How We Eat
My sweetie and I have converted to Nourishing Traditions-style eating. If the choice is “Pay the farmer, or pay the doctor,” we’d much rather pay the farmer.
The foundation is my chicken stock, simmered for 24 hours from organic chicken necks or backs and carcasses from roast chickens past, plus onion and carrot ends. I strain, cool and freeze most of it in quart Mason jars. I use the stock to simmer beans, as a base for vegetable soups, and to moisten leftovers while reheating. It’s also great for poaching breakfast eggs (pastured, from a neighbor).
Crispy nuts are a great snack. I soak raw nuts in water with plenty of sea salt for at least 24 hours, then drain them for a few minutes so they’re not dripping. Then I add more sea salt plus good nutritional yeast (Frontier brand) and stir to coat, then dry them on the lowest dehydrator setting for 24 hours or so until crispy.
I’ve been experimenting with gluten-free, low-carb crackers using coconut flour, garbanzo flour and nut meals.
Crackers are primarily a butter-delivery device, but also good with full-fat cheeses and bean dip, a snack that gives me lots of satiating fat, a bit of protein and soluble fiber (no nasty wheat bran) without many carbs. My sweetie’s asking for a bland “water cracker,” so next up is a trial with almond flour, coconut flour, and rice protein.
Most meals revolve around pastured beef or pork, with occasional fish, chicken, or lamb, plus lots of veggies, little starch. We like a big salad at least every couple of days. We enjoy our own tomatoes, cucumbers, and greens from the garden, with add-ins from the farmer’s market or a great local food co-op (Corners of the Mouth, in Mendocino). We love broccoli, bitter greens, artichoke (from the garden), green beans, fresh corn, etc. Sweetie loves to caramelize a bunch of onions and keep them in the fridge to use in various dishes. We use a simple steam/saute method on the broccoli and most everything (put cut-up veggies, water or stock, olive oil or ghee, and salt and seasonings in the pot together, bring to a boil, turn down and simmer for 5-6 minutes, then lift the lid and cook off remaining liquid; from How to Cook Without a Book).
While we adore potatoes, to slim our middles (especially Sweetie, who picked up 20 pounds around the waist) we make a cauliflower-potato mash to cut the carbs and still give us the taste and texture we love. (Steam halved potatoes in their jackets, adding cauliflower florets a few minutes in, so they’re done at the same time. Drain when tender, mash with butter and sea salt, and add cream, creme fraiche, cream cheese or grated cheese as desired.) I occasionally soak and cook brown rice or quinoa (using the Joy of Cooking basic recipe, after soaking overnight — fabulous), but that’s about it for grains. Legumes are soaked, sprouted and souped.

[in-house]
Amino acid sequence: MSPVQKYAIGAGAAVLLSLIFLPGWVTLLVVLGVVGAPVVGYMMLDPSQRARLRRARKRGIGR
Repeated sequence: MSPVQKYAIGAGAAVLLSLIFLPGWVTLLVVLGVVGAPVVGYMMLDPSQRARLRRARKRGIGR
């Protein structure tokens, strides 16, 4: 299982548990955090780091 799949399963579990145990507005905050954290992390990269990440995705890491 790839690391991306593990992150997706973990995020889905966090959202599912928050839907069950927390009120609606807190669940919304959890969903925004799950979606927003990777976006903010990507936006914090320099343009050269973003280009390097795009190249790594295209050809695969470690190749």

I keep full-fat Strauss yogurt around and usually drain it off to have whey for soaking stuff or making lacto-fermented drinks. The yogurt goes into salad dressings or is topped with fruit (usually low-sugar, high-antioxidant berries) or raw honey.
Drinks are homemade kombucha or water kefir sodas of various experimental flavors. Salads are dressed with either Bragg’s olive oil vinaigrette (the only bottled dressing I’ve found with no canola or soy oils etc.) or my own concoction with miso, mayonnaise and/or yogurt, olive oil, maybe flax oil, raw cider vinegar or Japanese ume vinegar, etc. Sweetie swears he’s never tasted better salad dressing than one I whipped up the other day (and didn’t write down, of course!).
We take fermented cod liver oil and are using up various supplements I’ve amassed over time. It’s use it or lose it time, as I plan to toss whatever we don’t use before we move. Now that we eat the way we do, we figure we can get by just fine without most supplements. We do take betaine hydrochloride and digestive enzymes.
We make liberal use of Celtic sea salt and the highest quality butter we can find. I make ghee, combining it with coconut oil for “coconut ghee.” We just finished using a batch that I’d combined with a bit of red palm oil. That was lovely: a rich, orangey color with better taste and smell than red palm oil, while gaining extra beta carotene (NOT primarily as a source of Vitamin A but as a powerful antioxidant).
I make lacto-fermented sauerkraut, supplemented with Cultured brand krauts, a local product from Berkeley. I make refreshing lassi-type drinks with milk kefir and bubbly water, a little stevia and lemon. Mmmm.
Most of our meals take just 30-40 minutes to put together. Sometimes we work together in the kitchen, or one or the other of us takes the lead. Sweetie’s in charge of fish and steaks. He likes my salads. We take turns on veggies. Usually the one who didn’t cook cleans up. Usually <g>.
Sometimes we just make do with homemade crackers, fruit, and Mt. Tam triple-cream cheese from Cowgirl Creamery, a somewhat local treat. Or that might be dessert if we had a light supper.
We look at each other and say, we may be broke and don’t know what we’ll do for work, but we eat like kings!